Women’s Day

March 8th is International Women’s Day and at WMODA we are looking at the important role played by women in the British ceramic industry during the 19th century. In the Staffordshire Potteries women worked as assistants to their menfolk and were a hidden workforce. They were often involved in strenuous labor, such as wedging the clay, turning the potter’s wheel and running to the drying room with the finished pots.

Some of the luckier girls worked as decorators, transferring engraved prints to the pottery. The most privileged position in the Potteries was painting but initially men dominated the art studio and restricted women’s access to armrests and gold so that they could not do the finest, highest paid work as china painters and gilders. The situation was very different in London where pioneering studios run by Minton and Doulton began to employ young women from 1870 onwards.

In the mid-19th century, the number of genteel young women obliged to seek employment became a pressing social problem. Many would not be able to fulfill their natural destiny and marry Mr. Right as there were a million extra women of marriageable age in England. In Victorian times, a woman’s place was in the home as the “angel of the household” and marriage was her sole sanctified vocation – her only means to social recognition, status, and security. Formal education for women was not customary and ladies avoided contamination from the sordid male commercial world at all costs.

In 1835, a Select Committee was set up to inquire into Art education in England. A National School of Design was established in London for men in 1837 and for women in 1842. Government support was withdrawn for the Female School of Design in 1859 but it carried on independently. The school catered for needy gentlewomen 13-30 and discouraged women who were seeking training principally for an accomplishment. Places were given to those who demonstrated a need to work. One of the more preposterous suggestions to deter those who left artistic careers to marry was that only ugly women be admitted to art schools! By the 1850s, art schools for men and women were being established in many parts of Britain and eventually there was one for each of the six Potteries towns in Staffordshire.

There were very few occupations deemed suitable for genteel women in the early Victorian period beyond being a governess. In search of suitable occupations, art rapidly came to be recognized as one of the few areas in which women’s participation could safely be encouraged as an extension of their traditional accomplishments. Decorating art pottery, in particular, became a dignified means to lady-like independence. China painting classes were held at the government’s South Kensington school and from 1866-70,  ladies were employed making ceramic decorations for the refreshment rooms of the Victoria & Albert museum. They were paid 6d an hour for their efforts painting the Seasons and the Months.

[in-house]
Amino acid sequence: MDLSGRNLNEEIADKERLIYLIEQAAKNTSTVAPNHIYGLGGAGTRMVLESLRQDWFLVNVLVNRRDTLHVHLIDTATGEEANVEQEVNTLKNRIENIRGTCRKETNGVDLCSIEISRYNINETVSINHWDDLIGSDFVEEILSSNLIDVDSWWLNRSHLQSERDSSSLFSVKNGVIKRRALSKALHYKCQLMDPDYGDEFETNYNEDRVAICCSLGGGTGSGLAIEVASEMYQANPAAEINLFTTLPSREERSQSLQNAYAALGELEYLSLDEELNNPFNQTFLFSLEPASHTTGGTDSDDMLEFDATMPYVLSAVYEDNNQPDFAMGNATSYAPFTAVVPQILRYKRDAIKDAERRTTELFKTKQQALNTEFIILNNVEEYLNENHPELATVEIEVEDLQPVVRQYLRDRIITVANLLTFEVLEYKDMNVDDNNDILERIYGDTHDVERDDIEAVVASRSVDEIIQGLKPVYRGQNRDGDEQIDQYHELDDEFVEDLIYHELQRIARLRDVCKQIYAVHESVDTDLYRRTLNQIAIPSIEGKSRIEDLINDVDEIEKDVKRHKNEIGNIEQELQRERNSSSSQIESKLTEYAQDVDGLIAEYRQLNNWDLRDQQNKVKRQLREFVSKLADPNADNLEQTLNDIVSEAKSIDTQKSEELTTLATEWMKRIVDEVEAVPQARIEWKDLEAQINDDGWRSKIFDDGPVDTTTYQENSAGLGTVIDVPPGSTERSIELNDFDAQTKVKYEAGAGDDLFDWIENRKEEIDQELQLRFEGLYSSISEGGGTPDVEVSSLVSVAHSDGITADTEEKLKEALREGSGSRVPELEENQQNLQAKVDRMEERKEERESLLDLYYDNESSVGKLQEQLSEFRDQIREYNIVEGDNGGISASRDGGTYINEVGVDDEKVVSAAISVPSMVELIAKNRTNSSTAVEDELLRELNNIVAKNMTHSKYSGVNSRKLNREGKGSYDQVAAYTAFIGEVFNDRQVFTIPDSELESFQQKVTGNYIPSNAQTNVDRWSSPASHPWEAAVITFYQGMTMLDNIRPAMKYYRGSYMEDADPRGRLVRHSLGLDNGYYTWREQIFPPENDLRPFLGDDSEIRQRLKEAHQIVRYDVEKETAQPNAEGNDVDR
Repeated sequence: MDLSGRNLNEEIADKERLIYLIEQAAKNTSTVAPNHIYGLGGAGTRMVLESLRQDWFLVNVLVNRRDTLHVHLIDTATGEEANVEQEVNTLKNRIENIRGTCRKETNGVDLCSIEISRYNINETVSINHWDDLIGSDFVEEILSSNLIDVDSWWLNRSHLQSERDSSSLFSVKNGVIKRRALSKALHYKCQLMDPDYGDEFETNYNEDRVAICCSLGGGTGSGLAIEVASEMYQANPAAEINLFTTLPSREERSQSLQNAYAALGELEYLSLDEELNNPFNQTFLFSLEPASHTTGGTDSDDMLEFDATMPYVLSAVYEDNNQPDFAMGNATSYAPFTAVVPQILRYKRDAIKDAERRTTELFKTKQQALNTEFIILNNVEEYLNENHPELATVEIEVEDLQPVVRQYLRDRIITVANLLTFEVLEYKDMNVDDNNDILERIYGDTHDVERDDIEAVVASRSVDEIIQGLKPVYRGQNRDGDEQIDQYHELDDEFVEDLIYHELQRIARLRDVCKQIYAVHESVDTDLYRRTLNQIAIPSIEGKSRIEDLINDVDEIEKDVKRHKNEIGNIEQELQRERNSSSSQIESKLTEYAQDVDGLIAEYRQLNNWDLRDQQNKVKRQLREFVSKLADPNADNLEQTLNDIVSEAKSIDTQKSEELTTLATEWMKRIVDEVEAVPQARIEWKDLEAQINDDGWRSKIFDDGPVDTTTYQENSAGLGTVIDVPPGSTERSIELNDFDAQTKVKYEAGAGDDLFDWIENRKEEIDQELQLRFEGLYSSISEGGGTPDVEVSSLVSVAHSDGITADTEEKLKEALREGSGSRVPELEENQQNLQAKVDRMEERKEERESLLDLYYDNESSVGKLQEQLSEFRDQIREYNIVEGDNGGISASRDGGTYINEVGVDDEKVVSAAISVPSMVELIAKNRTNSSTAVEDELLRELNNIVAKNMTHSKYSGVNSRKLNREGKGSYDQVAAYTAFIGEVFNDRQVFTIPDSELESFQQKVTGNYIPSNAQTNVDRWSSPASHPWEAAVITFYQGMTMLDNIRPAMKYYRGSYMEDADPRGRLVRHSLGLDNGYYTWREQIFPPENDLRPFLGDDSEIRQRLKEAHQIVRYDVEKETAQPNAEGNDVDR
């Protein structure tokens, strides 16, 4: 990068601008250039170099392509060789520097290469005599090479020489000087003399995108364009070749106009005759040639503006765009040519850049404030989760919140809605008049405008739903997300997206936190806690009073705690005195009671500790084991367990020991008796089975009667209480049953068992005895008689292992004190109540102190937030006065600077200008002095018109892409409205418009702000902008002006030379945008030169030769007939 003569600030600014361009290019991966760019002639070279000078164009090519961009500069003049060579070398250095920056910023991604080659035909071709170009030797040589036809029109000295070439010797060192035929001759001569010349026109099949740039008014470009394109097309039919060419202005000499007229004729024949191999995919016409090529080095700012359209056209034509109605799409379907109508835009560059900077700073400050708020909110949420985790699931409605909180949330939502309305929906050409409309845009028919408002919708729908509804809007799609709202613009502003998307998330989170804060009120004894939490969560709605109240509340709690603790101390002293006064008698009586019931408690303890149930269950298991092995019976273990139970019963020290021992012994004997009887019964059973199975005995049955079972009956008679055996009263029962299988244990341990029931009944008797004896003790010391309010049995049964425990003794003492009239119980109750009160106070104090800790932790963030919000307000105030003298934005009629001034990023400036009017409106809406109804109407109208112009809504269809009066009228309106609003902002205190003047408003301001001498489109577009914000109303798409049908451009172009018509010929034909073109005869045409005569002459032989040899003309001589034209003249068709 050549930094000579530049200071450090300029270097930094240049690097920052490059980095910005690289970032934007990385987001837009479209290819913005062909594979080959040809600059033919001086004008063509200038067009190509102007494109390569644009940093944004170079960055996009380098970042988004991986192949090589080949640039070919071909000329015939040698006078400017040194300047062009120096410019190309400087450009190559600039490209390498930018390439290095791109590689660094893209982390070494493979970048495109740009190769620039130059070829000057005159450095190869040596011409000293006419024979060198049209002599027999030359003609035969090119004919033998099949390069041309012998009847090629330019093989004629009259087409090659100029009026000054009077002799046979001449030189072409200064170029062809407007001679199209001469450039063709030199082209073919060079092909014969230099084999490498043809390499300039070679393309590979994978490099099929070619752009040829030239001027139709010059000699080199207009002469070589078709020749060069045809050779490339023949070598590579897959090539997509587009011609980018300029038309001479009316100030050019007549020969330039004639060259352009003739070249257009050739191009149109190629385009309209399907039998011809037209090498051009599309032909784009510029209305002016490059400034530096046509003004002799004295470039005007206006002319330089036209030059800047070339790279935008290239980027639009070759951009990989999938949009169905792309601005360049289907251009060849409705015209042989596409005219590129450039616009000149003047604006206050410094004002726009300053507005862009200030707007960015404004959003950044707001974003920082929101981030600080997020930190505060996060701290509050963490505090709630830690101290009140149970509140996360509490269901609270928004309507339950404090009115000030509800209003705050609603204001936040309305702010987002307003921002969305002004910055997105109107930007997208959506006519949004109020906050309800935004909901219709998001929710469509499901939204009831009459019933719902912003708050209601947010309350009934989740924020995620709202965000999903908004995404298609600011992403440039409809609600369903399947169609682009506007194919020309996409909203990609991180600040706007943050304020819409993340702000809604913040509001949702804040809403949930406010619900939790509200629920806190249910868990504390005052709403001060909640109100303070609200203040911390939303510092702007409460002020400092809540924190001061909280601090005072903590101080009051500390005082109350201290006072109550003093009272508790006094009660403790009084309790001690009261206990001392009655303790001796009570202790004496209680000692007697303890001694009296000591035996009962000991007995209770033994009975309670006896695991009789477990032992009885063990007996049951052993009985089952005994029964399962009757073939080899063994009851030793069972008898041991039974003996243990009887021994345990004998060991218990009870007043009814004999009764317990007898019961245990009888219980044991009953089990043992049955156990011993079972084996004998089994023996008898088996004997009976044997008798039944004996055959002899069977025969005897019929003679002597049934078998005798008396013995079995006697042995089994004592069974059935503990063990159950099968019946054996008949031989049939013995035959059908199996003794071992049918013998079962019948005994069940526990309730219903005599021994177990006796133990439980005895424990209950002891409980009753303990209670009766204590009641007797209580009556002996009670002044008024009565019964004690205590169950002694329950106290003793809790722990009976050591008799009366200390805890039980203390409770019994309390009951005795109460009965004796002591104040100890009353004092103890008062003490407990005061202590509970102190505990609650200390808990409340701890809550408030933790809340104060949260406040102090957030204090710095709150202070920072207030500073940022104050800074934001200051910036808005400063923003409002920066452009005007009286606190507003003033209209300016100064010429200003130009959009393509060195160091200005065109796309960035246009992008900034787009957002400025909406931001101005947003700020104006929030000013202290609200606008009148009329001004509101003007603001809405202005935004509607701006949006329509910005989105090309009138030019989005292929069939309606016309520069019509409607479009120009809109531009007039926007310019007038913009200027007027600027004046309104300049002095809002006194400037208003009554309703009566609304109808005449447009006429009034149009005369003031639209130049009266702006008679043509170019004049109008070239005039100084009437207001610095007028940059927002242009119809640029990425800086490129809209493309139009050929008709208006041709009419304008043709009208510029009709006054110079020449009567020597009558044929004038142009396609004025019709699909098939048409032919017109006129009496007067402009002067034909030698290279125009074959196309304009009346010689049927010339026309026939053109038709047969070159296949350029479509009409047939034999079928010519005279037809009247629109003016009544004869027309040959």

Encouraged by the success of this venture, Colin Minton Campbell set up an art pottery studio next door to the school in 1871 and 20-25 ladies of good social standing were employed to paint on pottery. The Minton studio was well patronized by important customers and royalty but the premises were destroyed by fire in 1875. This new fashion for painting on pottery plaques and tiles inspired other major manufacturers and retailers to look seriously at this form of decoration. In 1876, Howell & James in Regent Street launched their first annual china painting exhibition showing 500 pieces by amateurs and professional artists. By 1881, over 2,000 pieces were being exhibited. Pottery painting classes were also held by a former artist from the Minton studio. The vogue was satirized in contemporary magazines  “Chinamania made useful at last.”

In the late 1860s, the principal of the Lambeth School of Art persuaded Henry Doulton to provide free clay and firing facilities for his students at his Lambeth factory. This co-operation eventually led to the employment of the first resident artists. Hannah Barlow was the first lady in 1871 and she remained until her death in 1913. “Sir Henry was always so encouraging. I could not help but enjoy my work. In all the years I have worked at Lambeth, I never felt that I was working for money. That has been one of the great charms of my work there. Sir Henry’s enthusiastic interest always made me feel raised to do better work.”

Hannah’s sister Florence joined the studio together with a group of women from the art school and to mark the 10th anniversary of their employment in 1882, 229 lady artists of Lambeth presented Henry Doulton with an illuminated album “to take this opportunity of expressing our obligations to you for the origination of an occupation at once so interesting and elevating to so large a number of our sex.” By the mid-1880s, over 300 women were employed at the Doulton studio decorating stoneware and Faience art pottery and were crucial to establishing his international reputation.

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